Freedom takes time. Before they had freedom, the Jewish people had to learn responsibility. They had to build community. They had to create new institutions. In other words, they had to undergo what Nelson Mandela would later call “The Long Walk to Freedom.”
Are We Free?
This lesson matters for each of us as well. True freedom is discovered not in the absence of responsibility. It is found when we embrace it. For Jews the symbol of embracing responsibility is accepting the Torah from God at Mount Sinai. That is the most important part of the Exodus: not the plagues, not the splitting of the red sea, not even Moses saying to Pharaoh “Let me people go.” Freedom begins in responsibility.
If this idea seems too abstract, consider a parent and a child. When a young child crosses a street, a parent needs to hold their hand. Over time, parents teach the child to look both ways, to follow the traffic signs, and to be careful. Once the child has internalized those rules--once it becomes part of their normal behavior—they do not need to hold a parent's hand. Through internalizing the rules—through having faith in them—they become able to do more on his own. They gain a measure of freedom.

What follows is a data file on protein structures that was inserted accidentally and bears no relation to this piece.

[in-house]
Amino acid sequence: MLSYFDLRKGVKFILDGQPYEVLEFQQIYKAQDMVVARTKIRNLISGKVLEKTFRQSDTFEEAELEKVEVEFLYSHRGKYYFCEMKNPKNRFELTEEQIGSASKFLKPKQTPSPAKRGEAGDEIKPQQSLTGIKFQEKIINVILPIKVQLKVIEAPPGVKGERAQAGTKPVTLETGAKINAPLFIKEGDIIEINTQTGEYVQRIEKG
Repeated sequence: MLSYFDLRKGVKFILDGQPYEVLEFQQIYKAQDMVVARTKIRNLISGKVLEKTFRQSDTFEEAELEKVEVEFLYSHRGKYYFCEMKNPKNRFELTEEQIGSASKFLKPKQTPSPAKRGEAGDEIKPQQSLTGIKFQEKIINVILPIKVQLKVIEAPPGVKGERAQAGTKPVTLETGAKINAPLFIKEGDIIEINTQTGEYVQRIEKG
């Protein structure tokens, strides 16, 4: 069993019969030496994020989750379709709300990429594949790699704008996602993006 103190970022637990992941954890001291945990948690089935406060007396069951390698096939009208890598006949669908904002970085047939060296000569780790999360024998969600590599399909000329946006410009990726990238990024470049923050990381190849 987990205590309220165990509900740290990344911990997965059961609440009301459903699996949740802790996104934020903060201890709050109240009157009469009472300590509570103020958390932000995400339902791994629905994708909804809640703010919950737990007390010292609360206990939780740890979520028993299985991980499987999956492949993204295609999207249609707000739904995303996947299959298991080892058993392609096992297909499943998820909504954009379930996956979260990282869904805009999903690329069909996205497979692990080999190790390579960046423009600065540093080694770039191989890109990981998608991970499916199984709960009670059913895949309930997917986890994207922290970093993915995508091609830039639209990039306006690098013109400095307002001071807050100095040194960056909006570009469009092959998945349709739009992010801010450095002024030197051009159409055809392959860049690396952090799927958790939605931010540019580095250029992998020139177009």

Praying Our Way to Freedom
Freedom and responsibility truly go hand in hand in our spiritual lives. The greatest spiritual freedom as the capacity to grow and change. We are not stuck where we are. We can continue to grow closer to God throughout our lives. But it takes work. It takes responsibility.